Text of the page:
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Using Self-Review Checklists

samjarman profile image Sam Jarman 👨🏼‍💻 Originally published at samjarman.co.nz on ・4 min read

At all of my jobs to date, I’ve been fortunate to have someone on my team who has been a domain expert in the language or technology I’ve been working. In addition to this, I’ve worked on different stacks in each role. Ruby stacks in my first role, then iOS, and now the JavaScript world. In addition to my own learning I do on-task and outside of work, I find code review a really valuable learning experience.

However, in recent times, I’ve found myself making similar mistakes in my pull requests, or doing things I’ve already been asked to do differently. While learning something new, there’s a lot to remember and try do properly, and it turns out I couldn’t remember it all in my head. I found this embarrassing and it lead to a fair bit of frustration within me, not to mention the understandable disappointment from the domain expert trying to help me. After a bit of thought, I thought enough was enough and it was time for a solution.

Introducing Self-Review Checklists

I settled on what I call a “Self-Review Checklist”. It’s a list of things I’ll check as I’m doing my self-review of my code before sending it to the reviewer. It often finds a bunch of things to fix that occurred during the development process.

I created this list by spending about an hour and going through all the previous code reviews I’d received. I made a list of every comment I’d ever got that was generic enough to apply to other codebases or in future reviews. Here are some from my list:

  • Make sure you’ve got eslint on and working

  • Can you use .map instead of .forEach?

  • Put utilities in well-named files in the right directory

  • Check logging to the error reporting service sufficiently masks any sensitive data

  • Have you used “any” in TypeScript only when you cant type it thoroughly?

My list contains about 30 things now, and it usually grows after every review. I’ve organised my list by “general” and then into sub-sections per codebase I work on. Sometimes certain code bases have specific things to watch out for, or less automatic checking such as linting or perhaps uses JavaScript instead Typescript.

At the moment, these things are listed just to prompt my memory and don’t have examples or further explanation than required. I think this is okay because this list is meant for my personal use. I don’t intend to share it, nor do I think it should be some sort of checklist all developers on my team follow. These are things that I found non-obvious , or that I need to work on to make code that fits my team’s expectations.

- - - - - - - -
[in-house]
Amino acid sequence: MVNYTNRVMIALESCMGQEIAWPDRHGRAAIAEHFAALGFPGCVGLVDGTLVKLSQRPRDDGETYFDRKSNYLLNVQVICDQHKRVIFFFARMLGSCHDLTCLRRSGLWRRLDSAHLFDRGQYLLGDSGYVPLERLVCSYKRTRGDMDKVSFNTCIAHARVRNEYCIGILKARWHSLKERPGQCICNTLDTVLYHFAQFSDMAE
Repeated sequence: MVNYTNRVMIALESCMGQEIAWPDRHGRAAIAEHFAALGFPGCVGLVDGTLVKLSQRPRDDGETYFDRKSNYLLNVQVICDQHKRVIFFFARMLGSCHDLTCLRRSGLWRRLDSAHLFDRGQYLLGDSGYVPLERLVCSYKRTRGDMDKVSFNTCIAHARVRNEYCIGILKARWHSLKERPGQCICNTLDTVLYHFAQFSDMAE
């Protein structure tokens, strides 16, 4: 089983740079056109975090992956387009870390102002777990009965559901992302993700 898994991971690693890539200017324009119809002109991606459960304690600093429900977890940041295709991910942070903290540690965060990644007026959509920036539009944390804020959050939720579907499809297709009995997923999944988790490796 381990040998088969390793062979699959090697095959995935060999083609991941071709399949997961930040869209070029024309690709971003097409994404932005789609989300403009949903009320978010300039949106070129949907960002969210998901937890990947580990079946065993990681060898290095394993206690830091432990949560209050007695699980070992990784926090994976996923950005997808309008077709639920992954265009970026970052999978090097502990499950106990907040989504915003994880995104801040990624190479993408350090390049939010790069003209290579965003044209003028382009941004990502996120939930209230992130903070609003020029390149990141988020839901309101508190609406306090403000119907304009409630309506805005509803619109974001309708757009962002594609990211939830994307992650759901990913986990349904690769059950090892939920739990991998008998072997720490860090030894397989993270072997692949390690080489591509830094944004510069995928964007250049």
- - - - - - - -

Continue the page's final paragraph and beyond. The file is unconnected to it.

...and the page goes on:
How has it gone?

I’ve been using this list for about two months now and I’m proud to say that I think my code reviews have gone much better. I feel more general satisfaction from my reviewers, and they’re able to point out even more detailed things I can work on, or point out even new things I can learn from – and I really love that. I’ve even used this list with my reviews of other’s work too – and has made me a more effective reviewer.

I intend to remove some items when I become more confident that I’m in the habit, but for now I’m keeping the complete list. Am I making the same mistakes now though? Often not, which is great and signs that I’m proceeding through theConscious Competence Learning Model.

I’ll still make mistakes - and that’s okay!

While the checklist has helped enormously with my code reviews. I have no doubt I’ll still make mistakes. And I think that is a completely reasonable thing to happen. If I didn’t, then code review would be pretty pointless wouldn't it? However, taking the time and having the discipline to thoroughly self-review eliminates a lot of high-level silly mistakes and lets the reviewer focus on the important parts of the review. As a reviewer, I am careful not to be quick to rage or abuse when a team member makes mistakes like this, it is just that - a mistake. They’re not out to annoy me or have any malice at all. I’ll leave a simple comment such as “left some commented out code here” or “oops, looks like this is still hardcoded?”.

However, my new expectation is that if I’m pointing out something for the second or third time for the same team member, then I will experience disappointment and frustration - and I’ll likely voice that. Similar to what I’ve done for myself, I’ll put the responsibility back onto the team member to correct. I love the code review process, and I’m passionate about making it better in every team I join. However, individuals also need to take ownership of their code reviews and make sure its a positive experience for them and the reviewer and make sure it’s effective as possible.

In conclusion, I thoroughly recommend self-review checklists as a tool if you’re experiencing similar issues at your work. Even if not, I think the act of reflecting thoroughly on code review feedback as I do now will further cement and accelerate your learning.

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Sam Jarman 👨🏼‍💻

@samjarman

Software engineer (iOS/JS/Anything). Likes: blogging, running, improvising, public speaking, positivity, helping newbies and great banter!

Discussion

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I absolutely agree that producing 'job' lists are so completely overlooked by many. In my past life as a Biotech manufacturing personnel, the most crucial job tasks were set down in stone. When manufacturing a pharmaceutical for 'your grandma' you want it done right. Most people are familiar with SOP's? In the best-case scenario, the SOP's were living documents. They could and would change with 'reasonable' push-back, but in the worst case, they were rigid and ultimately wrong.

There is a reason why telephone numbers are a certain length. The human mind can reasonably remember 3-10 digits.